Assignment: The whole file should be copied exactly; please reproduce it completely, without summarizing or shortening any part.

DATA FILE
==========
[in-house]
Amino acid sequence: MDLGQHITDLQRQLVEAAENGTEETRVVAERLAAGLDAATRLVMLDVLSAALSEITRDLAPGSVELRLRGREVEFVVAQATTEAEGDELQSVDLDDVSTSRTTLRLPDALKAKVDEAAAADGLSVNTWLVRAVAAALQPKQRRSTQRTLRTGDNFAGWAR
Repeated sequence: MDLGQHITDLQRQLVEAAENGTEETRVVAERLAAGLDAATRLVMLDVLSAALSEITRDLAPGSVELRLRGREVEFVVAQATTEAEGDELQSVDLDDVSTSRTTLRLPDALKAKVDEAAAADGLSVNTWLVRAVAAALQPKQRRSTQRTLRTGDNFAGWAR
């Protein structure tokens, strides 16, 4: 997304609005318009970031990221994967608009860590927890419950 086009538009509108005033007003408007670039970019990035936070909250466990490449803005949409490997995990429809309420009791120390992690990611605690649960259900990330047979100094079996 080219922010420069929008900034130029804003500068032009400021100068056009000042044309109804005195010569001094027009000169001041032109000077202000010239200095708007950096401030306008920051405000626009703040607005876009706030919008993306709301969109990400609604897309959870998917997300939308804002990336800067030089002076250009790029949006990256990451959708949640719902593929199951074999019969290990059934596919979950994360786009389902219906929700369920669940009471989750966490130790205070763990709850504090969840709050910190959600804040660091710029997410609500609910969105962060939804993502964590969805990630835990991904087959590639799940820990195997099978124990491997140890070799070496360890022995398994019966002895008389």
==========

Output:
[in-house]
Amino acid sequence: MDLGQHITDLQRQLVEAAENGTEETRVVAERLAAGLDAATRLVMLDVLSAALSEITRDLAPGSVELRLRGREVEFVVAQATTEAEGDELQSVDLDDVSTSRTTLRLPDALKAKVDEAAAADGLSVNTWLVRAVAAALQPKQRRSTQRTLRTGDNFAGWAR
Repeated sequence: MDLGQHITDLQRQLVEAAENGTEETRVVAERLAAGLDAATRLVMLDVLSAALSEITRDLAPGSVELRLRGREVEFVVAQATTEAEGDELQSVDLDDVSTSRTTLRLPDALKAKVDEAAAADGLSVNTWLVRAVAAALQPKQRRSTQRTLRTGDNFAGWAR
């Protein structure tokens, strides 16, 4: 997304609005318009970031990221994967608009860590927890419950 086009538009509108005033007003408007670039970019990035936070909250466990490449803005949409490997995990429809309420009791120390992690990611605690649960259900990330047979100094079996 080219922010420069929008900034130029804003500068032009400021100068056009000042044309109804005195010569001094027009000169001041032109000077202000010239200095708007950096401030306008920051405000626009703040607005876009706030919008993306709301969109990400609604897309959870998917997300939308804002990336800067030089002076250009790029949006990256990451959708949640719902593929199951074999019969290990059934596919979950994360786009389902219906929700369920669940009471989750966490130790205070763990709850504090969840709050910190959600804040660091710029997410609500609910969105962060939804993502964590969805990630835990991904087959590639799940820990195997099978124990491997140890070799070496360890022995398994019966002895008389």